How many of you were watching the Oscars when they announced they were going to talk about the absolute necessary items which any woman needed that night, and the challenge of getting them into one of those little purses? And how many of you watched with a weird curiosity, with a hope of getting some kind of small human insight into what a person attending might be going through?

And then how many of you were pissed off to discover that it was really just a ploy to plug Dentyne Ice? How many of you felt duped, fooled? I sure did. As soon as she started talking about Dentyne Ice while pulling it out of the purse, I knew this was a commercial.

Fact is, with a bit of thinking the people responsible could have made a really positive impression on behalf of Dentyne instead of making me hate them for insulting me. If the episode had felt like more of an accidental reveal of a product, how much more powerful would the whole thing have been? As long – and this is a crucial warning – as long as the whole little episode was actually a legitimate peek into reality – legitimate yet the breath enhancer just happens to be Dentyne Ice. No verbal plug. Play it as information, rather than a blatant attempt to sell.

You can be pretty sure the women at the Oscars (and the men) were all in fact packing something for their breath. So it would have been essentially true.

Yet I can just hear someone, probably the client, saying “If we’re paying this much to show our product I want her to say our name, too! It’ll sell more gum.”

Right. In your fantasies, you stupid voice.

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I remember one of the lasts straws working in retail. I was selling men’s ties, shirts, and suits at Nordstrom and I was heading back onto the floor when a manager walked past me and said with total seriousness and not a mote of irony, “Smile!”

Snap. I could smell the marrow oozing out of the camel’s back.

I wanted more than anything to work in a place where I could totally be myself and not have Happy Hilda’s running around telling me how to feel. I wanted to work in…advertising! As a copywriter. Where I could be weird. And I didn’t have to smile. Unless I felt like it.

Well, eventually I did get a job as a copywriter and I could, in fact, be weird. As long as I  also worked evenings, weekends, and in my sleep, eating bowls of stress for breakfast and watching twitchy genitally-challenged advertising-illiterate mid-levels on the client side tear out and eat every shred of value in my copy. (Ah, the early years. But that’s another blog post.)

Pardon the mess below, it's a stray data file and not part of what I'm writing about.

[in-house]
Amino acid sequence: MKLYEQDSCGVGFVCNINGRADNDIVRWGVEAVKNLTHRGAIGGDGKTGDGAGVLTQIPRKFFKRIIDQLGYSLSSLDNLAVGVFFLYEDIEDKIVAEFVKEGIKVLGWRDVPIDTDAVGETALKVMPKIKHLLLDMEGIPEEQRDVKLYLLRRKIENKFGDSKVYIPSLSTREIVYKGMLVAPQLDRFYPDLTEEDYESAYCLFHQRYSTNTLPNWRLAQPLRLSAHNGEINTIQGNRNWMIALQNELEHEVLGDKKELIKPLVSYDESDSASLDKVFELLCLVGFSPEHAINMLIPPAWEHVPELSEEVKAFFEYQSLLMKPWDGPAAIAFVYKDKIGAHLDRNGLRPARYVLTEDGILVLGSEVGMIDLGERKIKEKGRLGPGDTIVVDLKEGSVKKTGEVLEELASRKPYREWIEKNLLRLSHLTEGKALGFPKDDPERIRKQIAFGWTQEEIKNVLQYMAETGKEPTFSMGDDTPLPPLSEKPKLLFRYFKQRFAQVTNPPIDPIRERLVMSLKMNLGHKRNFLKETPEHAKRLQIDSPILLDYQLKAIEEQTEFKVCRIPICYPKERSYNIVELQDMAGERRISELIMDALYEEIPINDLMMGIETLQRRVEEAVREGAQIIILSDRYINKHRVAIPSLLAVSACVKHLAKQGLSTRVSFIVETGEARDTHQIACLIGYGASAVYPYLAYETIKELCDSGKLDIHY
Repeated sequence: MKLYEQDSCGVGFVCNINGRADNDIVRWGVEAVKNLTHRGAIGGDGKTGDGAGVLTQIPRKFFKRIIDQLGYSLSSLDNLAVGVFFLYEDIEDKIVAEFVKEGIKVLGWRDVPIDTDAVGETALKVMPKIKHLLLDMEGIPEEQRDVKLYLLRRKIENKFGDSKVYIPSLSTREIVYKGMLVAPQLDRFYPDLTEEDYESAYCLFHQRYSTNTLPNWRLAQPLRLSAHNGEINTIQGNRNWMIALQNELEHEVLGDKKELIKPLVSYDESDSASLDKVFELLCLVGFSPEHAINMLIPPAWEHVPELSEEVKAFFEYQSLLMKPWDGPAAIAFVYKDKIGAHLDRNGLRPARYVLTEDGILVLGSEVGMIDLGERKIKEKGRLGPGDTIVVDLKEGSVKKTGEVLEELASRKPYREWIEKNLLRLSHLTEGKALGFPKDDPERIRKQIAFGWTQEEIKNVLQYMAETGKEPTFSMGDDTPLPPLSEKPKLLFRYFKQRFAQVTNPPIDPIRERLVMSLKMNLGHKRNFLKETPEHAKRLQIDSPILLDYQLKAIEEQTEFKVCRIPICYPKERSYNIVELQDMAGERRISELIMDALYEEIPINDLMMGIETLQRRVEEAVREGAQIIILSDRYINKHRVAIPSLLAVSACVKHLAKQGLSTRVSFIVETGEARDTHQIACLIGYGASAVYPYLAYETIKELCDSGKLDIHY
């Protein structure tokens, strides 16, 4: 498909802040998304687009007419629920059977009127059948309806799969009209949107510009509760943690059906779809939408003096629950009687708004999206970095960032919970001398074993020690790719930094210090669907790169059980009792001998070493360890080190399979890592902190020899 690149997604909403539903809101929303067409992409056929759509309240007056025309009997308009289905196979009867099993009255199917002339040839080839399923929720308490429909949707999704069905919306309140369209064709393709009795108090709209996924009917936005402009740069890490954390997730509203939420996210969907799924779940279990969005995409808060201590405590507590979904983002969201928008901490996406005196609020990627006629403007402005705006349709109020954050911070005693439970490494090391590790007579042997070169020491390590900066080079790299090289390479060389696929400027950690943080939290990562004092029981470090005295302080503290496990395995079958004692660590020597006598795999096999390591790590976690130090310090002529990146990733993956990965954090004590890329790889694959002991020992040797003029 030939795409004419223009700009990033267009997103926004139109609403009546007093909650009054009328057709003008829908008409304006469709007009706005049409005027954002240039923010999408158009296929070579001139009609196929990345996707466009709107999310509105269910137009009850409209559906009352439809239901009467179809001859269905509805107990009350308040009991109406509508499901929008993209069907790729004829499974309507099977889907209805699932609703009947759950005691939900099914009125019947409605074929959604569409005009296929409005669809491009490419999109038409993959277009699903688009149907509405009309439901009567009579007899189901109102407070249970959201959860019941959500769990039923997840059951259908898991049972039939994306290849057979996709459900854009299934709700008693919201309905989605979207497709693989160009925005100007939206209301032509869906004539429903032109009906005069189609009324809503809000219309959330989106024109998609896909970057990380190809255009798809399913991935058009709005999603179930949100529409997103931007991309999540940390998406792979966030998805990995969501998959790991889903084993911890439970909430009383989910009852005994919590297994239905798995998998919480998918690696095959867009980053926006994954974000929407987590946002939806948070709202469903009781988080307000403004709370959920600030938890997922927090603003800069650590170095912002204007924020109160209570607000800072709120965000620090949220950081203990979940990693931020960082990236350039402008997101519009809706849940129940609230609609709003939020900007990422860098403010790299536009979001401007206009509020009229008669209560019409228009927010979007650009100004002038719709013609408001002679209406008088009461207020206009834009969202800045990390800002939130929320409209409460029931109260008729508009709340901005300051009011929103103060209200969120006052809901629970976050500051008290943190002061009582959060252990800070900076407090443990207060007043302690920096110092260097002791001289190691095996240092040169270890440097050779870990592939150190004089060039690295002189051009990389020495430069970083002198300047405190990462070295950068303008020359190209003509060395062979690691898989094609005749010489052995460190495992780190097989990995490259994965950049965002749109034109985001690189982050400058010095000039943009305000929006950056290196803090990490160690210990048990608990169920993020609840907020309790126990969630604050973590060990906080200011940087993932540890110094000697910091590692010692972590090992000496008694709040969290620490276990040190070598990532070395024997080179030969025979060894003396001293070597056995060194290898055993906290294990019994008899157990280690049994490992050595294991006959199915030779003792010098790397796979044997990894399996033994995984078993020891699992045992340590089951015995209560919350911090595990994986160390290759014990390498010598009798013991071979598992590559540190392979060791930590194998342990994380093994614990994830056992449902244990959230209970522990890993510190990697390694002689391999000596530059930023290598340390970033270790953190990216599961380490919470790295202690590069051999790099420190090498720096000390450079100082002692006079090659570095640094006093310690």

My point is, nobody likes being told how to feel. How to act. How to be.

Grant McCracken, the anthropologist and brand guru, talks about that in context of Zappos in his recent blog entry for the Harvard Business School. He’s talking about the attempt to co-opt the emotions of employees by a corporation. He is greatly annoyed at the honking horns and cow bells and silly clownish artificial joviality that greets every visitor to Zappos.

I don’t blame him. It’s just such artificiality that makes New Yorkers suspicious of friendly Southerners and West Coasters. They wonder if our friendliness is real. I wonder myself, sometimes, especially when I see how I’m treated by my friendly neighbors during the ruthless evening commute.

And here, o my friends on the client side, is an important lesson to be gained. In fact, it just might be the oldest refrain ever uttered by creatives showing work to clients who ask them for something more…well…usually more fake. Usually more “hard-hitting” or results-oriented. Usually something that tells the audience how to feel, how to act, or what to do.

“People,” we say, over and over again, “don’t like to be told how to feel.”

If you ever doubt this assertion, just imagine some manager hopped up on lattes and self-help truisms walking past you while you’re doing your best to wrestle a big marketing problem to the ground and having them tell you to smile.

It’s why we all stopped carrying Colts back in the 1890’s.

So, why do I beat such a very dead horse? Because look around you. We are still surrounded with brand communications just like the tag line at the burrito chain where I buy my lunch. Every poster, brochure, and menu signs off with the same line: “What are you going to love at Qdoba?”

My answer is: your mother.

– Doug

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We’re having a most interesting challenge.

We’re struggling with a term for our agency.

As written here earlier, we’re not exactly a design firm (despite our past), or an interactive firm (despite our capabilities), or an advertising agency (despite all our experience), or a branding firm (despite our name). (more…)